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Tips on public speaking from local Toastmasters Champion

Waukesha businessman David Letkiewicz is back from the recent Toast Masters Championships where he was a runner up.

The champion from District 35 in Wisconsin says being involved in Toast Masters has made him better both at work and at home because part of being a good communicator is not always taking, but listening.

He offered this advice on the CBS 58 News at 4 for the person looking to hold the attention of co-workers, whether it be a big on stage speech or conference room proposal pitch.

"It's extraordinarily important to be authentic and vulnerable," advises Letkiewicz. "I find when people have that courage to tap into themselves and open themselves up to others, even strangers, that's when you're audience connects with you. No matter what the topic is. They'll hang on to every word."

When it comes to speaking off the cuff or practicing what you're going to see, Letkiewicz actually turns to the world of sports to come up with an analogy.

"Look at sports heroes like Aaron Rodgers," says Letkiewicz. "He knows a play forwards and back. And yet he'll read the defense. He'll have to call an audible. As speakers we have to read the audience and react just slightly different. The reality is that the ability to go off the cuff only happens with a heightened level of practice."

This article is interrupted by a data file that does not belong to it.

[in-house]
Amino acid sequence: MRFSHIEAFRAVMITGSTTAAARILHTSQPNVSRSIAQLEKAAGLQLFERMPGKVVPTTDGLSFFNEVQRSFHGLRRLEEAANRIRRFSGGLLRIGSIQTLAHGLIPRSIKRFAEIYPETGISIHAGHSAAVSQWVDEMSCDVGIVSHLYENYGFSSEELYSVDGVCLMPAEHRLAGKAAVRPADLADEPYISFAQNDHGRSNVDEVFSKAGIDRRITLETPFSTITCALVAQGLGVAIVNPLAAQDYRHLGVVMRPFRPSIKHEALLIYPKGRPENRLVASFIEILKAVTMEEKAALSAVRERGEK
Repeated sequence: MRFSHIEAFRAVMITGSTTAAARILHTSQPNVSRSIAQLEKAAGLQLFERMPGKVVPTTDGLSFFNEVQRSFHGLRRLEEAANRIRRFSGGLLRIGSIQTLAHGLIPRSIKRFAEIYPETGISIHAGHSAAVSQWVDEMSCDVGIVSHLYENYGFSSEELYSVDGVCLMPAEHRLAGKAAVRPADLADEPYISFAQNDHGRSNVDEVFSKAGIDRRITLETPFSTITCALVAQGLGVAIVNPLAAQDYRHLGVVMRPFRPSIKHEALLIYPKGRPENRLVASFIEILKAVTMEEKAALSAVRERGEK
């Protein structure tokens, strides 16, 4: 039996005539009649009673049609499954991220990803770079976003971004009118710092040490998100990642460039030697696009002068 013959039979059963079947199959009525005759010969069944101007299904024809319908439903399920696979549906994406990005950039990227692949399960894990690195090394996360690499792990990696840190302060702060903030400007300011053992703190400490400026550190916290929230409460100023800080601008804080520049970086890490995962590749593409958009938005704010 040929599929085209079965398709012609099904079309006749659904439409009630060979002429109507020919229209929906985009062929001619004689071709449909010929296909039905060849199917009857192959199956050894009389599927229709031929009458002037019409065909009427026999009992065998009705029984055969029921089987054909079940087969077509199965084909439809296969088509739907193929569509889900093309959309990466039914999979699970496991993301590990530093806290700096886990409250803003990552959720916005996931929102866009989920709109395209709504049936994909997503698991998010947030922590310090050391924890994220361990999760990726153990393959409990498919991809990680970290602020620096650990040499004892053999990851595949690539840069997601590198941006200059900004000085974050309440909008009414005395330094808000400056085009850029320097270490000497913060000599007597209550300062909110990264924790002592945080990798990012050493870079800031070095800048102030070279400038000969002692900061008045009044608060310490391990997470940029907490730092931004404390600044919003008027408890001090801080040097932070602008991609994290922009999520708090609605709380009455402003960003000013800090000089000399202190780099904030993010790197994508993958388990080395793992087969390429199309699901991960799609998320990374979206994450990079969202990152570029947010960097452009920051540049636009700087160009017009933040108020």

Letkiewicz says when you do something over and over again, you adopt a level or comfort so that when you go on stage you are in the moment and can go with it.

"Realize it's not about me It's about what the audience hears. What's the message they received?"

Letkiewicz says his time with Toast Masters has allowed him to sharpen his communication skills beyond speaking.

"One of these most important things we learn is about listening. Hear what somebody is saying rather than just letting it hit you and ignore it. Be able to absorb what somebody is saying and offer valued feedback. Whether it's my work or house, I'm always trying to improve." 


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